Michal Nordmann
For the love of good.

Is It My Right to Grieve on Yom Hazikaron?

I made aliyah five years ago. Five years ago I boarded a plane, waved goodbye to many home comforts, and decided to make the land of falafel and horn honking my home. There are many days when I feel like a true Israeli — like when I leave my trolley in line at Shufersal and make a mad dash to grab a few more items while securing my place in the line, or when, at the slightest hint of summer ending, I race to bring back out my leather jacket and winter clothes in anticipation of some relief from the heat. And of course there are many days when I feel like an outsider – basically any time when fluent Hebrew or erratic driving is required!

But there is one day of the year when I feel like a true Israeli and an outsider simultaneously. That day is Yom Hazikaron. Standing at the memorial service at Kikar Rabin each year is so powerful and emotional. The tension and sadness in the air rips through your body. When we stand in unison singing the Hatikvah together, I feel so at one with the people around me. So comfortable that this is my people, my home. Yet, at the same time, I have a constant feeling of being an intruder. When my tears flow along with those sitting alongside me, I can’t help but feel ashamed. I (thankfully) don’t know a single soldier that has died in combat. I therefore feel a little uncomfortable. Somewhat of an impostor. Why am I crying? Am I entitled to grieve like they do?  Every year I ask myself this question and grapple with the answer. And each year I come to the conclusion that yes, I am entitled to my sadness. It is definitely not the same raw grief that the people who lost loved ones feel, but it is real nonetheless. It is a sadness for the individuals and their lives cut short. For their families who didn’t see their husband, father, daughter, or sister grow old, and a sadness for our people. The Jewish people. That we are still having to mourn. That our small country still has to fight, to sacrifice its citizens in order that the majority of us can live in safety. For all of that, I grieve.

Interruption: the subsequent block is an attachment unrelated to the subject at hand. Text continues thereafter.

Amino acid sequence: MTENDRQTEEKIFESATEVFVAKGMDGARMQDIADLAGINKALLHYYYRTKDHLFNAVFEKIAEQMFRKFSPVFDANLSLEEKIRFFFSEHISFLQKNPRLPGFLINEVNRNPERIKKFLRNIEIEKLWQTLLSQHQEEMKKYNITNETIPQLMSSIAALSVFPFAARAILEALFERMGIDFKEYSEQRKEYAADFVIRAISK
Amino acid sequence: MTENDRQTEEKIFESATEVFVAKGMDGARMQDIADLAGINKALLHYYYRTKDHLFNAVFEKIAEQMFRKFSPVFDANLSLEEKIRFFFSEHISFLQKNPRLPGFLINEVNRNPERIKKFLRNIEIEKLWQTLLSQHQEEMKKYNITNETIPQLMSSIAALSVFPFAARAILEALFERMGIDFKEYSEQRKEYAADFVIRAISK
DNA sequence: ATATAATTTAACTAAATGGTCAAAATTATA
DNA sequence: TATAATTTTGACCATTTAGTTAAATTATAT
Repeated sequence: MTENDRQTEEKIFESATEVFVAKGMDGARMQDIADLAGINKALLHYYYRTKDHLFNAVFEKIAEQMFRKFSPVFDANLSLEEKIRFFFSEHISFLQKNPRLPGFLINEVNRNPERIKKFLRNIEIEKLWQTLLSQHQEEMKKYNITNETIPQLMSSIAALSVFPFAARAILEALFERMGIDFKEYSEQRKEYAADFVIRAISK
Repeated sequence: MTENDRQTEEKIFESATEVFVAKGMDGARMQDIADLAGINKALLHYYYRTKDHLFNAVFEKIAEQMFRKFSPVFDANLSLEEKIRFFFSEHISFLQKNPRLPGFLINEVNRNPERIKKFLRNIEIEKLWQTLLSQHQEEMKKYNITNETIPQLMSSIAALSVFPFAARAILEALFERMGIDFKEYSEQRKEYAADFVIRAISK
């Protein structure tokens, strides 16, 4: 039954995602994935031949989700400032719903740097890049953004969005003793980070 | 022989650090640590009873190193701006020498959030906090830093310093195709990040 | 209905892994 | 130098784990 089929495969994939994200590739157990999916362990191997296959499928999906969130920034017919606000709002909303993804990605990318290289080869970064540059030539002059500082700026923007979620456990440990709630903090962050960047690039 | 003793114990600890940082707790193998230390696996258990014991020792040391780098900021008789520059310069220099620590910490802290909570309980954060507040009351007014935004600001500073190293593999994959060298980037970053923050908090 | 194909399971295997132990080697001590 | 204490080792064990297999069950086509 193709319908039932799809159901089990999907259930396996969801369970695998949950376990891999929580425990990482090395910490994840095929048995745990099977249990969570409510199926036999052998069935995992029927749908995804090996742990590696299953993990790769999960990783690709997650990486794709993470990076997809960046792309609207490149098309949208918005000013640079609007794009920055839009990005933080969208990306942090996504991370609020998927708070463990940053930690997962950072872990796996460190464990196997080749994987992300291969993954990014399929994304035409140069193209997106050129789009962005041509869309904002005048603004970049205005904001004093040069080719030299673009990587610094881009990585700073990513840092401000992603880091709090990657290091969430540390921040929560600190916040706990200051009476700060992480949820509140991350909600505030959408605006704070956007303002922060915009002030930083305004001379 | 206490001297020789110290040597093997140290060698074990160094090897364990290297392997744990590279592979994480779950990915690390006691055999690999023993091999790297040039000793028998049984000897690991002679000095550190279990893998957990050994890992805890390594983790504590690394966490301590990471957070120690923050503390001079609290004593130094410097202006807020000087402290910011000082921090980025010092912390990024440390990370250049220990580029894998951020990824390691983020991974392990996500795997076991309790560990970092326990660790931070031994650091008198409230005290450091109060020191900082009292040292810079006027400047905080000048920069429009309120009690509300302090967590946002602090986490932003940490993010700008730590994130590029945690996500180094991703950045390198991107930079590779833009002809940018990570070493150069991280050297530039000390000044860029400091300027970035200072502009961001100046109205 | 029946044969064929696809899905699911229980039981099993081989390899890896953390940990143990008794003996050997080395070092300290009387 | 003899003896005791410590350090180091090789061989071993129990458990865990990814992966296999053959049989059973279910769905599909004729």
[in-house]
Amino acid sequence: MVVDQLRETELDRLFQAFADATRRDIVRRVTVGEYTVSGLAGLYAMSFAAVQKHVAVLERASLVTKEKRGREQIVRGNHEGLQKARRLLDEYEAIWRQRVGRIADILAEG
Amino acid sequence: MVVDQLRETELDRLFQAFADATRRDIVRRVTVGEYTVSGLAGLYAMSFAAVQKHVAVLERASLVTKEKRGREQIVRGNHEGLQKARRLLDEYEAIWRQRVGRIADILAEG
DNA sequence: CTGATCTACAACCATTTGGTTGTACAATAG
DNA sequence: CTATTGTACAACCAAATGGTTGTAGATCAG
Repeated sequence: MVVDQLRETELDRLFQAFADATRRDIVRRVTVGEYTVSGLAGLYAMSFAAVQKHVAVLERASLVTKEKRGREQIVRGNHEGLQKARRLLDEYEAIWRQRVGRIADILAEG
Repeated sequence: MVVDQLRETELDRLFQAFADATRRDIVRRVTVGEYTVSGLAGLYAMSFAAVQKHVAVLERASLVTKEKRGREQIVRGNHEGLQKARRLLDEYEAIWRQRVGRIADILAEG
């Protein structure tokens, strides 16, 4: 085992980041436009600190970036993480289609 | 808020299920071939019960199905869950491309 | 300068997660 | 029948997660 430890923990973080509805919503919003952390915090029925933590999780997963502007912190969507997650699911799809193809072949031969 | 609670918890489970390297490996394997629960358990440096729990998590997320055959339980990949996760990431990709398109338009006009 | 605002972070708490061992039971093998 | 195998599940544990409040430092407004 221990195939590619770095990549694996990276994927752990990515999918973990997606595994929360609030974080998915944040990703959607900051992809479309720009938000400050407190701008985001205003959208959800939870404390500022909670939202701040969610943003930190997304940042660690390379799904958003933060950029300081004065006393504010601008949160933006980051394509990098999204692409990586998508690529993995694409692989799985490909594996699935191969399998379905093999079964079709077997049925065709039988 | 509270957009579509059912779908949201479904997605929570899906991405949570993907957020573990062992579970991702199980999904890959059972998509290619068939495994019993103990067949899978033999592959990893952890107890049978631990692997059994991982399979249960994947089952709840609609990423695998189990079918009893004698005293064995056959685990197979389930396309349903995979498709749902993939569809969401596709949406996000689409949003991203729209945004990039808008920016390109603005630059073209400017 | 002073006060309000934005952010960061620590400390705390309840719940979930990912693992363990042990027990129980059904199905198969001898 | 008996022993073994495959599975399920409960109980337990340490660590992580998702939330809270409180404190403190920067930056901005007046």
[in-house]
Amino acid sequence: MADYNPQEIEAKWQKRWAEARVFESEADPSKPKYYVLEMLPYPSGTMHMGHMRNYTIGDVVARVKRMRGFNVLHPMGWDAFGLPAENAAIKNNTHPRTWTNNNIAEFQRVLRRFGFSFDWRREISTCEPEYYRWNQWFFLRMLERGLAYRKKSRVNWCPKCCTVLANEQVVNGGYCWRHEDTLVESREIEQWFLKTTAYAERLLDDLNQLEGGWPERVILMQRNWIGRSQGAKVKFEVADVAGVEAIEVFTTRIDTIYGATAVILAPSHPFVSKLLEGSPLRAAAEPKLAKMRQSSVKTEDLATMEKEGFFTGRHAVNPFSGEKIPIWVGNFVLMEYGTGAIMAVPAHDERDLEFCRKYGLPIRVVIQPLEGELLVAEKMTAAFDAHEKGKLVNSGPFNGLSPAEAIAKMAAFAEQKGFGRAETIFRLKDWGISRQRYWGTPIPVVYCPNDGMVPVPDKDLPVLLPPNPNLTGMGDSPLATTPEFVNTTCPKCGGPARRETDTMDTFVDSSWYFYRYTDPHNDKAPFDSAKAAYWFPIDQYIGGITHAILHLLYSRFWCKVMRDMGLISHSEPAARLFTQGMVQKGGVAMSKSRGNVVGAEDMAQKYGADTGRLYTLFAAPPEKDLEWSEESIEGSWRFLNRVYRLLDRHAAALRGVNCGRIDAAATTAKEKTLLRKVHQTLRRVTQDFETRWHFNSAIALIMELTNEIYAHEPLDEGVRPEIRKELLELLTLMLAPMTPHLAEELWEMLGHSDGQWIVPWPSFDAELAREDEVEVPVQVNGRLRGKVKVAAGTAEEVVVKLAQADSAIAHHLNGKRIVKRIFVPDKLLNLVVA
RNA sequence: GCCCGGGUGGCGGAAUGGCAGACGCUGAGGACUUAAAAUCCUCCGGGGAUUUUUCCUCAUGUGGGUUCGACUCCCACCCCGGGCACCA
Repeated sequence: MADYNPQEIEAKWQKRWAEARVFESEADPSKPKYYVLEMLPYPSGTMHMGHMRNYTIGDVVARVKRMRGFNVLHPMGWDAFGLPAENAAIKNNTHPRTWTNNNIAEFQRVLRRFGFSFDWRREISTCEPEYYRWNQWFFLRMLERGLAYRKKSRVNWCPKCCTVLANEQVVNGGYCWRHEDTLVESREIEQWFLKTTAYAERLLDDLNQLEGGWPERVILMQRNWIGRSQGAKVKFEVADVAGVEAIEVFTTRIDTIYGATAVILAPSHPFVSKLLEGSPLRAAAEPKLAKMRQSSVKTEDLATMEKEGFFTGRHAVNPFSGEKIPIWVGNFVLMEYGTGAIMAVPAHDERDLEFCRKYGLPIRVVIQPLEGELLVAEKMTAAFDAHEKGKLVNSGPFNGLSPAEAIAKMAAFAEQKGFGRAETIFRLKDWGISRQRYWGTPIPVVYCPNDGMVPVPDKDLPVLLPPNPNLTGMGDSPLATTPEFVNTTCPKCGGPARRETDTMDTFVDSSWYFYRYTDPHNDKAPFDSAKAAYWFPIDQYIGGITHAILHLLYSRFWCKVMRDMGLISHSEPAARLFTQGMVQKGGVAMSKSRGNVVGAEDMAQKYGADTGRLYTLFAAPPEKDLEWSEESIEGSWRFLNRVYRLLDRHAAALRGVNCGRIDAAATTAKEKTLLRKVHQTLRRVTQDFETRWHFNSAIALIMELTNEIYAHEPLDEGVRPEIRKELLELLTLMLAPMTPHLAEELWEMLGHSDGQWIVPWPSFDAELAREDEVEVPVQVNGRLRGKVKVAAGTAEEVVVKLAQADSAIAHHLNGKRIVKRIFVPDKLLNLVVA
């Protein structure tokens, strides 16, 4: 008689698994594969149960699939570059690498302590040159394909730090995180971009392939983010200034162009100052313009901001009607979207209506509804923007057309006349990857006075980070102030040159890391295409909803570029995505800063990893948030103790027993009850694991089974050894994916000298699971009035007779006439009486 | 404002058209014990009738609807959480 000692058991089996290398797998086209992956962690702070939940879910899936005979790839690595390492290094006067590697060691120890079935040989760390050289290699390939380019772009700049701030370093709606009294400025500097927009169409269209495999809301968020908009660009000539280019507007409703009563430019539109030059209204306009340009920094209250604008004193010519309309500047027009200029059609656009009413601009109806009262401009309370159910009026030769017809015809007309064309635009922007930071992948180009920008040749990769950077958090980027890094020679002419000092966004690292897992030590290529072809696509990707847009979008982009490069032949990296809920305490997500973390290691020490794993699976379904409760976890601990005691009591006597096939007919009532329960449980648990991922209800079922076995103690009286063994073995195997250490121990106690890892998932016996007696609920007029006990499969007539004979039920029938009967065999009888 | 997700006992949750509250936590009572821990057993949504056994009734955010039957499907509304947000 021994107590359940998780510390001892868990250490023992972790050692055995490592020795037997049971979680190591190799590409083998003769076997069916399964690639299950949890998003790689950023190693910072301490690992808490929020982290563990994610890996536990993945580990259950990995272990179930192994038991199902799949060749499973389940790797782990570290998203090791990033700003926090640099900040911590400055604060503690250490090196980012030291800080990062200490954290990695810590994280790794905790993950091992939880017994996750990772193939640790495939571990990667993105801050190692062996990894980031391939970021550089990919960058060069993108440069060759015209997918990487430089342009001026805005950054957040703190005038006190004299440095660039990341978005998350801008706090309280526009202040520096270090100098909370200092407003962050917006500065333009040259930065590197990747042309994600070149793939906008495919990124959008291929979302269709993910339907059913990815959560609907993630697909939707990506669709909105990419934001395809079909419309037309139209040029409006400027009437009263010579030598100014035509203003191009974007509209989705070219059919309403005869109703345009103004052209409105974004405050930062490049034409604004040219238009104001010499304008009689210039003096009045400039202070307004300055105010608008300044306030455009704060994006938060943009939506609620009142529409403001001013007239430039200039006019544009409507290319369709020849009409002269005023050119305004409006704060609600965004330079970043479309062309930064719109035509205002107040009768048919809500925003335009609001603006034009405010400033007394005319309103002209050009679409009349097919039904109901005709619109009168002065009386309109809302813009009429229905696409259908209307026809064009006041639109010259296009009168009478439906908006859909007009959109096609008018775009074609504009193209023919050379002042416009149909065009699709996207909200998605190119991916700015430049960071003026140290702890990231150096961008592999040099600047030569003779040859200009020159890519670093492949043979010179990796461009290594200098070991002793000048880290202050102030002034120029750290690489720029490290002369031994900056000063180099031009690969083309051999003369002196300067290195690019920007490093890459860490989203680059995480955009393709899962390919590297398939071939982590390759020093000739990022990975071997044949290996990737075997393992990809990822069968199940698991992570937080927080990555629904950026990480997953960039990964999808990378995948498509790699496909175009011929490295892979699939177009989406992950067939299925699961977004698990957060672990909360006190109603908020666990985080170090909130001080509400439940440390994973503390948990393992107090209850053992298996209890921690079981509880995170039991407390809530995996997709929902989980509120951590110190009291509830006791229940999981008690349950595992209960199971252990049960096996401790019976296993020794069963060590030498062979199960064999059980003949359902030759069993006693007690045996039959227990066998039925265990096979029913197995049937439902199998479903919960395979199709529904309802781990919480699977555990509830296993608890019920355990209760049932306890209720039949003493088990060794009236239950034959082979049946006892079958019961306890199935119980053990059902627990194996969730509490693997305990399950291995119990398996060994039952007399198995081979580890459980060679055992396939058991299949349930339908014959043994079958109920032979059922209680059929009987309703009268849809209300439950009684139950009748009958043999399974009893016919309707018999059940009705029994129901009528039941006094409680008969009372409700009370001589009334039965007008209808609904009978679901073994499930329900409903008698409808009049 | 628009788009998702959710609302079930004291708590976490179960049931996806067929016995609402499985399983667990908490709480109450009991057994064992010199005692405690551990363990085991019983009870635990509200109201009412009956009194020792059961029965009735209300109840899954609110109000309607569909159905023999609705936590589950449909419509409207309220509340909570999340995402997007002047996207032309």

This year, Olami, in partnership with The Afikim Foundation and The Ministry of Diaspora Affairs, has launched Yizkereim – Honor Israel’s Fallen. It’s a chance for people like me, who don’t have a specific soldier to honor, to get to know Israel’s fallen heroes (23,632 since the creation of the state of Israel 70 years ago) through the website and to do a mitzvah, something positive, in their honor. It’s a chance for us to give our condolences and messages of support to the family they left behind. It’s our chance to pay tribute to their memory and to thank them for the sacrifice they made so that we can celebrate 70 years of having our own state. And it’s a chance for those who did know someone to honor their lives publicly, and have this memorialized in the digital file of all actions that will be kept at Mount Herzl, the site of Israel’s national cemetery and other memorial and educational facilities.

This year, I will still feel torn. But my tears will fall and my voice will proudly ring out knowing that yes I am Israeli, no I did not know anyone, but, yes, I now feel like I do and I am entitled to my grief.

About the Author
Michal made aliyah 11 years ago from Manchester, England and is Director of Global Brand and Marketing for Olami, a global organization committed to inspiring and engaging young Jewish adults with Jewish life and wisdom to ensure a vibrant and sustainable Jewish future.
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